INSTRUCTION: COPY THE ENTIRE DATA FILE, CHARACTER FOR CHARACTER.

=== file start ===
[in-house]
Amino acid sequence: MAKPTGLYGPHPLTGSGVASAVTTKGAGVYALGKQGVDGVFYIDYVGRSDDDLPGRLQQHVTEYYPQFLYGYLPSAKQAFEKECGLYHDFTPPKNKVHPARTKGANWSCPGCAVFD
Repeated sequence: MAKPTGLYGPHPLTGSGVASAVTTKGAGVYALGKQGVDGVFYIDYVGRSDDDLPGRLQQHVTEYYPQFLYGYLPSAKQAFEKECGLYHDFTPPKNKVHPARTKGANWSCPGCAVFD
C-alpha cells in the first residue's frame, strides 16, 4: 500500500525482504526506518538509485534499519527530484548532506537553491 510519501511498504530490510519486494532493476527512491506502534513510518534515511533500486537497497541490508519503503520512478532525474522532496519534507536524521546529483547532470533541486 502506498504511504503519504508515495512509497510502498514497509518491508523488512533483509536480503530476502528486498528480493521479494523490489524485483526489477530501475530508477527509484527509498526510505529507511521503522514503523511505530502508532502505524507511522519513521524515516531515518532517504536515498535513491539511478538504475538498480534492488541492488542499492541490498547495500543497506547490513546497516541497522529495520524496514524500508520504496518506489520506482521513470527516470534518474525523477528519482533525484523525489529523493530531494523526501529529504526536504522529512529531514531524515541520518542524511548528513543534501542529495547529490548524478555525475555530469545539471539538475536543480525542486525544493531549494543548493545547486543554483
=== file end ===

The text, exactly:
[in-house]
Amino acid sequence: MAKPTGLYGPHPLTGSGVASAVTTKGAGVYALGKQGVDGVFYIDYVGRSDDDLPGRLQQHVTEYYPQFLYGYLPSAKQAFEKECGLYHDFTPPKNKVHPARTKGANWSCPGCAVFD
Repeated sequence: MAKPTGLYGPHPLTGSGVASAVTTKGAGVYALGKQGVDGVFYIDYVGRSDDDLPGRLQQHVTEYYPQFLYGYLPSAKQAFEKECGLYHDFTPPKNKVHPARTKGANWSCPGCAVFD
C-alpha cells in the first residue's frame, strides 16, 4: 500500500525482504526506518538509485534499519527530484548532506537553491 510519501511498504530490510519486494532493476527512491506502534513510518534515511533500486537497497541490508519503503520512478532525474522532496519534507536524521546529483547532470533541486 502506498504511504503519504508515495512509497510502498514497509518491508523488512533483509536480503530476502528486498528480493521479494523490489524485483526489477530501475530508477527509484527509498526510505529507511521503522514503523511505530502508532502505524507511522519513521524515516531515518532517504536515498535513491539511478538504475538498480534492488541492488542499492541490498547495500543497506547490513546497516541497522529495520524496514524500508520504496518506489520506482521513470527516470534518474525523477528519482533525484523525489529523493530531494523526501529529504526536504522529512529531514531524515541520518542524511548528513543534501542529495547529490548524478555525475555530469545539471539538475536543480525542486525544493531549494543548493545547486543554483